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Exhibit shows how Idaho evolved

The Idaho Museum of Natural History’s newest exhibit had its grand opening this weekend.

Titled “Evolving Idaho,” the exhibit aims to educate visitors about evolution’s basic concepts by using the Gem State’s animal and plant life as its examples. The exhibit pulls in research from a number of ISU faculty.

“The exhibit consists of the five major themes that have to do with the process of evolution and the patterns that are produced by evolution,” said Rick Williams, the museum’s life sciences division head.

“Evolving Idaho” also has an 100-foot-long timeline running through the whole exhibit. It highlights the Earth’s entire evolutionary history and ends with a “tree of life” that showcases the relationships of all living things.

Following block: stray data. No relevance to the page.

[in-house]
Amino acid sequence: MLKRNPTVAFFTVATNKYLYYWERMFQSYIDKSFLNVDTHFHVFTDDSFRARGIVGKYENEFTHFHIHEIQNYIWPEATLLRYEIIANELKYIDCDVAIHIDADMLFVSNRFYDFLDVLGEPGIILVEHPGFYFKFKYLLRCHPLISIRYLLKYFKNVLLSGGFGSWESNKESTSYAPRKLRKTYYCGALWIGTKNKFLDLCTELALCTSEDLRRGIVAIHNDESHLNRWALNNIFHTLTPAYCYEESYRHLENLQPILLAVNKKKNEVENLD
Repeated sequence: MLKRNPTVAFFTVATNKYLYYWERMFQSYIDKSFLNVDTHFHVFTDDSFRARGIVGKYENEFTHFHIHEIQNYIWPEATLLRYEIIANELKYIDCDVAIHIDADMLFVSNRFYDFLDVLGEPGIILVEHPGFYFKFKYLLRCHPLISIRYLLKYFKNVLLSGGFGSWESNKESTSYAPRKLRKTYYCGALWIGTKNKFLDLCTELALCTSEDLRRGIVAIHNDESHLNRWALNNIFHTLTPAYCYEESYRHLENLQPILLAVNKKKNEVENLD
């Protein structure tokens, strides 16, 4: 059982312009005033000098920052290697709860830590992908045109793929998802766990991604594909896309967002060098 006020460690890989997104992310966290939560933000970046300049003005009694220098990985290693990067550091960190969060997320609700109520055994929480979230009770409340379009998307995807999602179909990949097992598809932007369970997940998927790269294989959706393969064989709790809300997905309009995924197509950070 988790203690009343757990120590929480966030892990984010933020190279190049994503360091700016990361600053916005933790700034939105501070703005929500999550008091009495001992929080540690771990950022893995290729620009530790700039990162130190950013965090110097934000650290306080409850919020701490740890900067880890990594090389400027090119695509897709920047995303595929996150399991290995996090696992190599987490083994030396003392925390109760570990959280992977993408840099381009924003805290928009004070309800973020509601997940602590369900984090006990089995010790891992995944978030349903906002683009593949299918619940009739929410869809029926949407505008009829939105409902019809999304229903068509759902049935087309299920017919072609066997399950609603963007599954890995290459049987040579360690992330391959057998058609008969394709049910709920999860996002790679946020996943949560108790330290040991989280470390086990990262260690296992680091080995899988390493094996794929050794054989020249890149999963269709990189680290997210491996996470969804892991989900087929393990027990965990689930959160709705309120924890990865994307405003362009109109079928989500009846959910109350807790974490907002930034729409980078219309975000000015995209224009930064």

The grand opening featured experts from different organizations to give visitors hands-on demonstrations of what they see. While the experts aren’t permanent fixtures in the exhibit, that doesn’t mean there’s no interactivity.

It’s hard not to notice the number of “interactive” stickers plastered throughout the exhibit. From a microscope to a touch table that lets you play evolution-related games.

It’s these interactive elements that have Ann Marie Phillips and her daughter, Rachel Phillips, wanting to tell others to visit “Evolving Idaho.”

“There are a lot of activities for kids to do and that made it really fun,” said Ann Marie Phillips. “They can really learn hands-on, it sinks in better when you do it hands-on.”

The Idaho Museum of Natural History is open Tuesday through Saturday from 11 a.m. to 5 p.m. Admission ranges from $1 to $5.

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